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Top Vegan calcium rich foods that are perfect substitute for milk

Foods made from soybeans, such as tofu, tempeh, and natto, are also rich in this mineral.

By Newsd
Published on :

For as long as we can remember, milk has been considered the modern-day elixir for good bone health. It is calcium-rich after all. And this is the reason why Indian mums urge their kids to drink milk and eat dairy. But did you know that you can meet your daily recommended allowance of calcium even if you turn vegan?

You also might be inclined to say that why the hell would I give up milk and its byproducts? They are the easiest to lay your hands on. But the thing is that dairy has been earning a bad rep for a while now thanks to the presence of pro-inflammatory substances. Not to mention, lactose intolerance has been increasing.

So, if you’re convinced to make the shift, here are 4 calcium-rich foods that have pretty much a decent amount of calcium to provide you:

Foods rich in calcium:

1. Soy Foods

Soybeans are naturally rich in calcium. One cup (175 grams) of cooked soybeans provides 18.5% of the RDI, whereas the same quantity of immature soybeans — known as edamame — offers around 27.6% (4Trusted Source). Foods made from soybeans, such as tofu, tempeh, and natto, are also rich in this mineral. Tofu made with calcium phosphate contains 350 mg per 3.5 ounces (100 grams).

 

 

2. Sesame seeds

Just 100 grams of sesame seeds provide a whopping 975 milligrams of calcium. Compare this to milk and you’ll find that 100 ml of milk offers only 125 milligrams. Sesame seeds contain essential phytonutrients that help in lowering cholesterol levels apart from strengthening the bones.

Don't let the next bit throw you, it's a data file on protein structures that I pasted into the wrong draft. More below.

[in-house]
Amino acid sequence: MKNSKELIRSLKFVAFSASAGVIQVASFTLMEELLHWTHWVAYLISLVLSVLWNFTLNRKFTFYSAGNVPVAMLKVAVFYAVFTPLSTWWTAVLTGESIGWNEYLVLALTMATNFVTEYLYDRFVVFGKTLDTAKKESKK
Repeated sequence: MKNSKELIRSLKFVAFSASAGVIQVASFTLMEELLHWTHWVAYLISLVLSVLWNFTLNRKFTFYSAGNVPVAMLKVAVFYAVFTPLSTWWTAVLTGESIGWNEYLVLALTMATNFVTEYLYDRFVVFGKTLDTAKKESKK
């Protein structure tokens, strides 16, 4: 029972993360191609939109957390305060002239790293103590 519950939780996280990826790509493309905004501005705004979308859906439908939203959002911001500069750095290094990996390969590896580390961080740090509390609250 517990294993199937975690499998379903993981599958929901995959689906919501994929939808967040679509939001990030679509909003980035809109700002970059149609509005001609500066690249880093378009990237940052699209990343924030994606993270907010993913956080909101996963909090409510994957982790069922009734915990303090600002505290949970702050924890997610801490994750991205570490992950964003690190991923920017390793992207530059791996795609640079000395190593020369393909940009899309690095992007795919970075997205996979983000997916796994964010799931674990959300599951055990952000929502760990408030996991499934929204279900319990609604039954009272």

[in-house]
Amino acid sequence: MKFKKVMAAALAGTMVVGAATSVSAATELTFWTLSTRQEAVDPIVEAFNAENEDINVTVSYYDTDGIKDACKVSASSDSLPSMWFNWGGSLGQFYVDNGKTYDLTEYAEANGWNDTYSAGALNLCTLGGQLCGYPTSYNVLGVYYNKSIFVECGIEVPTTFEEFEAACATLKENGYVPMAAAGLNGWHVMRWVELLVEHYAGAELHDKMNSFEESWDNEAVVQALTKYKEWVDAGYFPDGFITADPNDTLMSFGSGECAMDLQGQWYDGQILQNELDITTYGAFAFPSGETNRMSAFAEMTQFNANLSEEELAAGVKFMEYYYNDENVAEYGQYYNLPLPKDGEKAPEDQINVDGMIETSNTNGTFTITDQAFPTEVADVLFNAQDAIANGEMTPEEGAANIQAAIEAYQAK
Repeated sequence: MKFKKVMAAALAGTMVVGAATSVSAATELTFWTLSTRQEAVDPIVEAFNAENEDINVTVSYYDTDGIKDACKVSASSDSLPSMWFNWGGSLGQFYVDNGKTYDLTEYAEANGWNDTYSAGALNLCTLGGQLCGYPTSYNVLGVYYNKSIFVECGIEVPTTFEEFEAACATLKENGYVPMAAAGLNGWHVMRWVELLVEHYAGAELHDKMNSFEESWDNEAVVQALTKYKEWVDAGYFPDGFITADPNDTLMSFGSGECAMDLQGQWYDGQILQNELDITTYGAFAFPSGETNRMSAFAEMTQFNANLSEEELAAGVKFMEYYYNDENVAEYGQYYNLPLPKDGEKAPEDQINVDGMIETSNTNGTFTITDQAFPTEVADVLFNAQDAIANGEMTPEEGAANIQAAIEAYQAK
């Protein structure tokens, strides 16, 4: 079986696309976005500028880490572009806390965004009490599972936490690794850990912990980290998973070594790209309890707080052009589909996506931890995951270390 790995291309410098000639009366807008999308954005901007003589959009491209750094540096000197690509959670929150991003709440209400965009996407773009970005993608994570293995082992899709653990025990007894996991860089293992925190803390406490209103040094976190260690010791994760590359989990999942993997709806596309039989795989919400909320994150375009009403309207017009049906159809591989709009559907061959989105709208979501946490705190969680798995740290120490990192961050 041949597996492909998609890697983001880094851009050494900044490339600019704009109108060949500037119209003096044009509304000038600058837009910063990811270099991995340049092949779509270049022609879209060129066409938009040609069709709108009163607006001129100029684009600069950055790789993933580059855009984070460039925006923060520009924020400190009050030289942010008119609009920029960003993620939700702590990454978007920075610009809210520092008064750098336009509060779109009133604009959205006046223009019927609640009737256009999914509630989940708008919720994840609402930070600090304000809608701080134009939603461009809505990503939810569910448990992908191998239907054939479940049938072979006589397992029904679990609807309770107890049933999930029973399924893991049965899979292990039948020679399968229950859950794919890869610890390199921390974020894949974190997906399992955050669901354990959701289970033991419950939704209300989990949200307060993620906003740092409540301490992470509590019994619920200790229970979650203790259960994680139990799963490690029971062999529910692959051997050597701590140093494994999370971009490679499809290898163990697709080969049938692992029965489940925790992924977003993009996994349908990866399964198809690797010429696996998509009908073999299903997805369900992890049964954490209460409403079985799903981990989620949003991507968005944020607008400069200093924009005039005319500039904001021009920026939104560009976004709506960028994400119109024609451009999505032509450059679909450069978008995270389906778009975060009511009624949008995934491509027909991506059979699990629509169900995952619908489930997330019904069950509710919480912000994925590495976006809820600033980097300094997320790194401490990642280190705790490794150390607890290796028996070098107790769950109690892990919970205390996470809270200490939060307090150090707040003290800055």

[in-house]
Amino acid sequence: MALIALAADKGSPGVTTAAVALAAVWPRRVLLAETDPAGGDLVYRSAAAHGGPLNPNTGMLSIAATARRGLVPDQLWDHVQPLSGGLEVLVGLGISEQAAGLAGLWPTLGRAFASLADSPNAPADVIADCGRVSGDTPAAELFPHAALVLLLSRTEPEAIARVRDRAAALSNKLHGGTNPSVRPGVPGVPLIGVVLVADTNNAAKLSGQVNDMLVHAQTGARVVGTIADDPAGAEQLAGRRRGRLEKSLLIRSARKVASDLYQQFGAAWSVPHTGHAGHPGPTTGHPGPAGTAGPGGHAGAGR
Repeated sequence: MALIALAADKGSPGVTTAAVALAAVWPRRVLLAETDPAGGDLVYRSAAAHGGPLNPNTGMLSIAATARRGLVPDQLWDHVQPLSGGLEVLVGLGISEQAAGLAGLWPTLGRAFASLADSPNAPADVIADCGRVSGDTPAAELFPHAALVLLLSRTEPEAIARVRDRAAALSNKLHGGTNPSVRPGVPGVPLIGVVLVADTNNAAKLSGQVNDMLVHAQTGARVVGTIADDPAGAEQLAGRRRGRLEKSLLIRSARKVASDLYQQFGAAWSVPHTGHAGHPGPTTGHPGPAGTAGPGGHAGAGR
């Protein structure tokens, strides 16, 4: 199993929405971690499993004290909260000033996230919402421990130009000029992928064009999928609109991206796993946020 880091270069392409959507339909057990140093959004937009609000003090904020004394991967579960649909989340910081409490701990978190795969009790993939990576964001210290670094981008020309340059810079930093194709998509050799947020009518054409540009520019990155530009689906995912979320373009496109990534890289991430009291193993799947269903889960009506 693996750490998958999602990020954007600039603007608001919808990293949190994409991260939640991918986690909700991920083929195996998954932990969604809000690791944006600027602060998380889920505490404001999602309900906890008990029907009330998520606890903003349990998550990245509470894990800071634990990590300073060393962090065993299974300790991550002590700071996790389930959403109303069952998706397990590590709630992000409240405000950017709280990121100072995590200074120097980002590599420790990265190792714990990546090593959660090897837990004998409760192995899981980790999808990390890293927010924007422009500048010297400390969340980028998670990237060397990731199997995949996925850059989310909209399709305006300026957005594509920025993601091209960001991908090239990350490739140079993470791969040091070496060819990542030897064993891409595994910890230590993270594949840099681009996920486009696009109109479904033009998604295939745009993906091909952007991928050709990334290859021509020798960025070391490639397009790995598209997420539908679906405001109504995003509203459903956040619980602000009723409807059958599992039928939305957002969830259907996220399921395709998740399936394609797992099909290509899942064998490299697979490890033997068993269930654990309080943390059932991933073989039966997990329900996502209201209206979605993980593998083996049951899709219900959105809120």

3. Ragi

Also known as finger millet, 100 grams of ragi offers 344 milligrams of calcium–making ragi the best grain for obtaining dietary calcium. Ragi is also rich in potassium which maintains blood pressure levels while also being gluten-free.

 

 

4. Seaweed

Adding seaweed to your diet is yet another way to increase your calcium intake. Wakame — a variety typically eaten raw — provides around 126 mg or 12% of the RDI per cup (80 grams). You can find it in most Asian supermarkets or in sushi restaurants. Kelp, which can be eaten raw or dried, is another popular option. One cup (80 grams) of raw kelp — which you can add to salads and main dishes — provides around 14% of the RDI. Dried kelp flakes can also be used as a seasoning.

 

 

5. Almonds

Yes, almonds can sharpen your memory. But they are also an excellent source of plant-based calcium. About 100 grams of raw almonds provide around 264 milligrams of calcium. These tiny nuts are also packed with protein, vitamin E, magnesium, fibre, and potassium–making them a powerhouse of essential nutrients.

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